Vermont Public is independent, community-supported media, serving Vermont with trusted, relevant and essential information. We share stories that bring people together, from every corner of our region. New to Vermont Public? Start here.

© 2024 Vermont Public | 365 Troy Ave. Colchester, VT 05446

Public Files:

For assistance accessing our public files, please contact or call 802-655-9451.
Play Live Radio
Next Up:
0:00 0:00
Available On Air Stations

Walk-Bike Summit Coming To Rutland Touts Economic Benefits Of Bike Friendliness

A growing number of transportation planners, real estate agents and community developers say that access to bike paths can improve both local economies and real estate values. The issue is the topic of the upcoming Vermont Walk/Bike Summit in Rutland.

Can a bike path help you sell your house? Can making a downtown more pedestrian and bike friendly attract more business? A growing number of transportation planners, real estate agents and community developers say yes. 

And at the upcoming Vermont Walk/Bike Summit in Rutland, they’ll explain how and why.

Craig Della Penna is a real estate agent in Northampton, Massachusetts who specializes in selling houses near bike paths. (You read that right. Who knew homes near bike paths were a niche market?)

Della Penna says in 2006, he analyzed home sales in seven communities in eastern Massachusetts to see what, if any, impact nearby bike trails had on home values.  

He says the results were noteworthy: “The houses that touted their proximity to the rail trails, sold in about one third the time as houses in the general inventory in the community. And they sold at a higher proportion of the asking price or list price.”

Della Penna will be one of several keynote speakers at the upcoming summit.

He says the rail lines that connected so many northern New England towns a century ago provide the perfect infrastructure for safe recreational bike and pedestrian routes. It’s something communities should take advantage of, he says, since real estate trends show people today are more interested in living in cities and downtowns.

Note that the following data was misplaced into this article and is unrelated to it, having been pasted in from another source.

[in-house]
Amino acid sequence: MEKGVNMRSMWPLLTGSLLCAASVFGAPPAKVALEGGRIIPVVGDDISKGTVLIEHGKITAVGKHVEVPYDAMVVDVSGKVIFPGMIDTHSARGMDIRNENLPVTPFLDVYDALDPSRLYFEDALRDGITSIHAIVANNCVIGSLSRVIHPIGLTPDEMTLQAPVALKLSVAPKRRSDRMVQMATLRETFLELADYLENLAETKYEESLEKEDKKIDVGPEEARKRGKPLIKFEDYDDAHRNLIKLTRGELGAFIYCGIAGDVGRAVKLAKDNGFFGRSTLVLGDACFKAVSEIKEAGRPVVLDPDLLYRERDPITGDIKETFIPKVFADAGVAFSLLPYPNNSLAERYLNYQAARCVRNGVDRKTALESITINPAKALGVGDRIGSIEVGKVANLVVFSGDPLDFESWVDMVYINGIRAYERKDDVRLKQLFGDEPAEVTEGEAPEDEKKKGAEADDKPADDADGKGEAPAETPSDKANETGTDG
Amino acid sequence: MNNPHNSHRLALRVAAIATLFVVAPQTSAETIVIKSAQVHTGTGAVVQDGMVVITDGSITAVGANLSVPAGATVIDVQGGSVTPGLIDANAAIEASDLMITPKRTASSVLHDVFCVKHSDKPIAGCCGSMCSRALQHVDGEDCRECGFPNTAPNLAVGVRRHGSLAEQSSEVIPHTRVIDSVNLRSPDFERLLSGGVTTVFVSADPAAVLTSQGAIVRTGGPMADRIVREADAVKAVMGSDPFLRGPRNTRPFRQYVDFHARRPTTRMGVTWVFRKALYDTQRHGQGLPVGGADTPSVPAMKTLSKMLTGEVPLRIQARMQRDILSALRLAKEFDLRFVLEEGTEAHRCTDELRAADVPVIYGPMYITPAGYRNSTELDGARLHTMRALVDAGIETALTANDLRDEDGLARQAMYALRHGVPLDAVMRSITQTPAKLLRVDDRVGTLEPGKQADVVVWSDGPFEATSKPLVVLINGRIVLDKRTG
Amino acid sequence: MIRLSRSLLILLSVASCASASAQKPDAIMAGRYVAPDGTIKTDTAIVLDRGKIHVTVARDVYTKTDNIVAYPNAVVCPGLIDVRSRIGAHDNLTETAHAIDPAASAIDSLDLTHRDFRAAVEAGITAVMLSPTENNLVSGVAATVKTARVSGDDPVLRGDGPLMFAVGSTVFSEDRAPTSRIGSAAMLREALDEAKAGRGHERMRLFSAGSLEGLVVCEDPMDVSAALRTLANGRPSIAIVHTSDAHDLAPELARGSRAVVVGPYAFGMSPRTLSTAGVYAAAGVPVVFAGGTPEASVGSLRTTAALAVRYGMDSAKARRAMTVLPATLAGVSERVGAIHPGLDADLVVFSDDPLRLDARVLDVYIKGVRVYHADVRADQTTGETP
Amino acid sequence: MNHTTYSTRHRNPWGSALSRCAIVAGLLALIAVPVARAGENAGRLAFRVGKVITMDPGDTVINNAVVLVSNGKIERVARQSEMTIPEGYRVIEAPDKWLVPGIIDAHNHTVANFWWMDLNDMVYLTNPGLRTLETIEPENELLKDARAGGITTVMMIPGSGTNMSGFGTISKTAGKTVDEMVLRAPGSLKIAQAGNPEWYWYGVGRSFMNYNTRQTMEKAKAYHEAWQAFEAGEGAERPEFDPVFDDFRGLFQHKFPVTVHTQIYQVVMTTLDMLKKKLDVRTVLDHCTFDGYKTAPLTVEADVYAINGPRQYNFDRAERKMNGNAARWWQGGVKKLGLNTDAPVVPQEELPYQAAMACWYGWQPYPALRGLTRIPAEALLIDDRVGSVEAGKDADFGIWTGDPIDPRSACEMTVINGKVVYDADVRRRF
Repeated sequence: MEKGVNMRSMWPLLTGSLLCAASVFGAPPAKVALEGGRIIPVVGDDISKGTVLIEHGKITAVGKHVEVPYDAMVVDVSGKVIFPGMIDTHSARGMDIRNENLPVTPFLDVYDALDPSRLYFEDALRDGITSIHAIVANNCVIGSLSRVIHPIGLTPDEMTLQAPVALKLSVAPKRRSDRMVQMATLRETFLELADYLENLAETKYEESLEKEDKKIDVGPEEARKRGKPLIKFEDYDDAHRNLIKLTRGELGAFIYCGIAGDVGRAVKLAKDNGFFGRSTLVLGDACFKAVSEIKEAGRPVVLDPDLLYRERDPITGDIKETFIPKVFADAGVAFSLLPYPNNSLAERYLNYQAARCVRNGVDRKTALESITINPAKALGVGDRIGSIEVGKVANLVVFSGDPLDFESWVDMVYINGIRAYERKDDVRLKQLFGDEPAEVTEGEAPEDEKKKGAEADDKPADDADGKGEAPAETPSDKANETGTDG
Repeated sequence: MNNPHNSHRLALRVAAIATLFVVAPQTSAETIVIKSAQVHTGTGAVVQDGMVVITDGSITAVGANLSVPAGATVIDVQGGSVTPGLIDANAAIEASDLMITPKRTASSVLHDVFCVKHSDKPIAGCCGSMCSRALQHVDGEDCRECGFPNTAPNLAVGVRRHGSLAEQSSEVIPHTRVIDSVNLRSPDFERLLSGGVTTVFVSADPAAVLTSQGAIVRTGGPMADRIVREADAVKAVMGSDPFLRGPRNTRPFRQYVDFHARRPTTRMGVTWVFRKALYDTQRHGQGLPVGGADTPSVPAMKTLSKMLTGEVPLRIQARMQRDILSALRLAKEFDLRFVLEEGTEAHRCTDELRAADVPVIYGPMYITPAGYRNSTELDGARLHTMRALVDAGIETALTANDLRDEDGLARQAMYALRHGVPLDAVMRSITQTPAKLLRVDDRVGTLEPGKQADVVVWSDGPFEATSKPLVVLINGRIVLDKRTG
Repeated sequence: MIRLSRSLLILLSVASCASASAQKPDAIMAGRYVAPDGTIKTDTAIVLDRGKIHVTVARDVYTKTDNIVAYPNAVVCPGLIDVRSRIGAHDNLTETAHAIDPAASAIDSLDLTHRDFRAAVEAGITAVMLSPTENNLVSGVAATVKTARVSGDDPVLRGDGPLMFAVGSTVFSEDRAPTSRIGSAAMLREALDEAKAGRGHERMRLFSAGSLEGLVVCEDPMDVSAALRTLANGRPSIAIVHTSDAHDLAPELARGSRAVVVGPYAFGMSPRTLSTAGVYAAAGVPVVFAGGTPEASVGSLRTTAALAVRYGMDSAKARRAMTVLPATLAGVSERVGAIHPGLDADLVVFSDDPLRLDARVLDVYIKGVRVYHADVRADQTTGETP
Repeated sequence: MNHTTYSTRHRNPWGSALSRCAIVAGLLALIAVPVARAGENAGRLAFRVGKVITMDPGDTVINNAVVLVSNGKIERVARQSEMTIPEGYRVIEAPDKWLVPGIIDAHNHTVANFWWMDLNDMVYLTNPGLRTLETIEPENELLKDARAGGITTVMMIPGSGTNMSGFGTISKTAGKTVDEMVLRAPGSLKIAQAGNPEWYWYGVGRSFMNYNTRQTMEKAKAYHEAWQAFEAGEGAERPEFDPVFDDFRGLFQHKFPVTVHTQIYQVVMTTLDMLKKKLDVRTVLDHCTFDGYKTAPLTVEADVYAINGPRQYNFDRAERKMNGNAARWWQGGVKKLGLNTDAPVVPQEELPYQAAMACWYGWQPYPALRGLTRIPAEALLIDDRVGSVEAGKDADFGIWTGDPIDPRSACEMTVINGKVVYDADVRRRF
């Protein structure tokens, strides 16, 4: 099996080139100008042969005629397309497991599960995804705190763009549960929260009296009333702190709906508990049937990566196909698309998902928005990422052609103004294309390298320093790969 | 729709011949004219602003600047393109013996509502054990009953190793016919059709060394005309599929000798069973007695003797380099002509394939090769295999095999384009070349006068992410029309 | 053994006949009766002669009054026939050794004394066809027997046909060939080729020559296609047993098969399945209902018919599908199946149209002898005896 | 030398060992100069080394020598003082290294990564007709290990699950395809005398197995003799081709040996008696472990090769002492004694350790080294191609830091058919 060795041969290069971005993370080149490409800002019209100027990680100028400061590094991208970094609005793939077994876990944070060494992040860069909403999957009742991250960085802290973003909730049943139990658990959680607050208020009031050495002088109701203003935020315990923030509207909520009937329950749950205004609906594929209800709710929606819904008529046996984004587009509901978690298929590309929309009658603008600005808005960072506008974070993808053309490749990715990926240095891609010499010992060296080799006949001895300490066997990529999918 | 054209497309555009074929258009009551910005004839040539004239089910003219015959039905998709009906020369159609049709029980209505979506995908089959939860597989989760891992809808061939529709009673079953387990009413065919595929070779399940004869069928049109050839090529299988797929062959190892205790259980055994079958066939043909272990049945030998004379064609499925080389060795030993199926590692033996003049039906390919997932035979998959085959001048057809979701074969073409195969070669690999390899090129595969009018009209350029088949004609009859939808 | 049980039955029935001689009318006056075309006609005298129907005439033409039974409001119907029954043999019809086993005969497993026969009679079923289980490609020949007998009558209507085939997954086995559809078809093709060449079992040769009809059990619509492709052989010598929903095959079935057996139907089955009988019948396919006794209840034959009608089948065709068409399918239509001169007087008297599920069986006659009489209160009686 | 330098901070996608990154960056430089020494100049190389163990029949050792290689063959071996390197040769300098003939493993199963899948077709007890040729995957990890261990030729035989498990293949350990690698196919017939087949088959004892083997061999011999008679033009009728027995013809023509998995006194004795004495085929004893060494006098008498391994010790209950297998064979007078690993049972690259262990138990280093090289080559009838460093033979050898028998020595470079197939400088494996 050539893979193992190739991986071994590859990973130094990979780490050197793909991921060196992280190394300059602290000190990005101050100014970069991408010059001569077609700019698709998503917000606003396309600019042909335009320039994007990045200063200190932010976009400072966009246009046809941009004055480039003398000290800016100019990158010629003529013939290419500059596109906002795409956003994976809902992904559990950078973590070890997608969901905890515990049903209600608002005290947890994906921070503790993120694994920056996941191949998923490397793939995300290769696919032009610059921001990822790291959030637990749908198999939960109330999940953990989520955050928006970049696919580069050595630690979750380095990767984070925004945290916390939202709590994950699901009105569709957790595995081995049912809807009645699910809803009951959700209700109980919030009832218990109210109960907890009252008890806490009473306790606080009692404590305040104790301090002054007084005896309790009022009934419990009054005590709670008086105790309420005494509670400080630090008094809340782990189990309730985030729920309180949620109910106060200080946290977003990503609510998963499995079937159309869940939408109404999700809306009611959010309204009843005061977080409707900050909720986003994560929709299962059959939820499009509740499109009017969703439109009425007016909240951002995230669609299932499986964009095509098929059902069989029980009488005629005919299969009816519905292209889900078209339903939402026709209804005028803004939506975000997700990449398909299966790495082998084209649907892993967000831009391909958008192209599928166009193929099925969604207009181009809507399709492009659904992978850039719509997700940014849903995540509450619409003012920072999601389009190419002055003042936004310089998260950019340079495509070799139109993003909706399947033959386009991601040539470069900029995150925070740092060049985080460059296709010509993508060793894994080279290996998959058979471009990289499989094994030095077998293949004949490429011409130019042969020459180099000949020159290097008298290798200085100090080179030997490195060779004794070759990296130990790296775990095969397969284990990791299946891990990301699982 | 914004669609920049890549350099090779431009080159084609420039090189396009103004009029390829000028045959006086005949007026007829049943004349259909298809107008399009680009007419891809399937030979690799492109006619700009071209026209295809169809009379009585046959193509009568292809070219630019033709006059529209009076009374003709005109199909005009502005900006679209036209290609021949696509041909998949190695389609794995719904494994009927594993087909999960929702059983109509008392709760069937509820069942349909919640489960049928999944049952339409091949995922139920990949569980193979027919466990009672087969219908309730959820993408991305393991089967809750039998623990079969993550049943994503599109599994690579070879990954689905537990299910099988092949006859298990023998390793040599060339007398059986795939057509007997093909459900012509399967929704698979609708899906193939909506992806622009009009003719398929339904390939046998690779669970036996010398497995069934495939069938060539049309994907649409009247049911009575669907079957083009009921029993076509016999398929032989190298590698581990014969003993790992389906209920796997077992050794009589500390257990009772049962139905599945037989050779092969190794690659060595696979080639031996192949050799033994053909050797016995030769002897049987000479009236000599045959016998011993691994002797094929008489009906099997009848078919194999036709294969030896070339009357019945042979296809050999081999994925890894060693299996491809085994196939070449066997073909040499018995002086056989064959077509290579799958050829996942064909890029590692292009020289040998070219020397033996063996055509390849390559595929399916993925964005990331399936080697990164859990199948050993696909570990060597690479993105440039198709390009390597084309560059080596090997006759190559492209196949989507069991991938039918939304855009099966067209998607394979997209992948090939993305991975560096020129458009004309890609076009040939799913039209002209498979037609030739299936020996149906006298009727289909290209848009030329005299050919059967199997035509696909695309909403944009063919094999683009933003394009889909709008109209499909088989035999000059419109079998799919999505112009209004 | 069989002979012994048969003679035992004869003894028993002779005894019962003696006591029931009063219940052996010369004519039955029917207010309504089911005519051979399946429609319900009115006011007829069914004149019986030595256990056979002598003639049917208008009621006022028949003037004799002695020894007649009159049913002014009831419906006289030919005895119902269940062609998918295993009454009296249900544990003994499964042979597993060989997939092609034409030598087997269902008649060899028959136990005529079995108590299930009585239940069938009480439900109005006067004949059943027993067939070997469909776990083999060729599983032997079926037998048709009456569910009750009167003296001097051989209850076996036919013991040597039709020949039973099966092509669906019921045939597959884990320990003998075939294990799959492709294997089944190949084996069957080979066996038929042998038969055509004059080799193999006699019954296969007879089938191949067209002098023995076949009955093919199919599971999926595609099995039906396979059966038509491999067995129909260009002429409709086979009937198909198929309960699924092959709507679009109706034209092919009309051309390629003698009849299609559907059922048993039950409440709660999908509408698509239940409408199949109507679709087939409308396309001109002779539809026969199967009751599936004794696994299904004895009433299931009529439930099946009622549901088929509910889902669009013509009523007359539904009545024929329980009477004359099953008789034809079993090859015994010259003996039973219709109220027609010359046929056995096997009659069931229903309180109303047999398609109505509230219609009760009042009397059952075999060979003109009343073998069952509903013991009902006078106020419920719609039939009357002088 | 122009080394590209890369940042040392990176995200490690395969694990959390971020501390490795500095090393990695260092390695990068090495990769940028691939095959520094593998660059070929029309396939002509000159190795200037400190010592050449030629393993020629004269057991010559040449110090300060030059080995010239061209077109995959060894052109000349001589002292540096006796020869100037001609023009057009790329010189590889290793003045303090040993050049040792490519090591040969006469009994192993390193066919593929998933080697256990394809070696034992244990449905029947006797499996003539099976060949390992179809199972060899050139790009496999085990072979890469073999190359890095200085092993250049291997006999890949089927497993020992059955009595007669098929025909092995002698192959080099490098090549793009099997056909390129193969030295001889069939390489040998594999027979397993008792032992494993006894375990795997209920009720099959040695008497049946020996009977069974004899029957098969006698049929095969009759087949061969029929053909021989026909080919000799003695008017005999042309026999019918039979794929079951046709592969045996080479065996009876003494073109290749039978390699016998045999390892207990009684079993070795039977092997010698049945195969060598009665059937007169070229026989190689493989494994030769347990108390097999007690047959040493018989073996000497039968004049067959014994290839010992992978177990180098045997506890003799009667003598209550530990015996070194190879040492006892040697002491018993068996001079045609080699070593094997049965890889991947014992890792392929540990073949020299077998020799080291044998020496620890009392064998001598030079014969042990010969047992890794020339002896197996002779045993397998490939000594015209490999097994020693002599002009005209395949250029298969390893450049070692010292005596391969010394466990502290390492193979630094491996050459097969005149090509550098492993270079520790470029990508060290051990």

Cost can be a roadblock. But organizers of the upcoming Walk/Bike Summit point out that significant state and federal funding is available for communities that develop more accessible transportation plans.

Richard Amore is a community planner for the Vermont Agency of Commerce and Community Development. He points to recent efforts in St. Albans where private-public partnerships have not only made the city more accessible, but also healthier economically.

And when city officials in Barre had to do major repairs on the downtown sewer system, Amore says, they saw it as a chance to rethink their streetscape.

“They took the opportunity not just to re-pave the street, but add additional accommodations for bike and pedestrian users, widen sidewalks for outdoor dining for restaurants and really just [improve] the streetscape with new lighting and crosswalks," Amore says.

Amore says the Walk/Bike Summit will give community organizers and planners across the state the chance to tout their efforts and learn from each other during a variety of workshops and seminars.

Event organizers say they expect to talk about the Lamoille Valley Rail Trail, a 93-mile-long multi-use recreational trail that’s being created across northern Vermont, as well as Rutland Town’s efforts to create a complete streets plan. And everything in between.

The two-day event, says Amore, provides a great opportunity to consider possibilities.

The Vermont Walk/Bike Summit will be held in Rutland on April 1 and 2. Learn more here.

One in five Vermonters is considered elderly. But what does being elderly even mean — and what do Vermonters need to know as they age? I’m looking into how aging in Vermont impacts living essentials such as jobs, health care and housing. And also how aging impacts the stuff of life: marriage, loss, dating and sex.
Latest Stories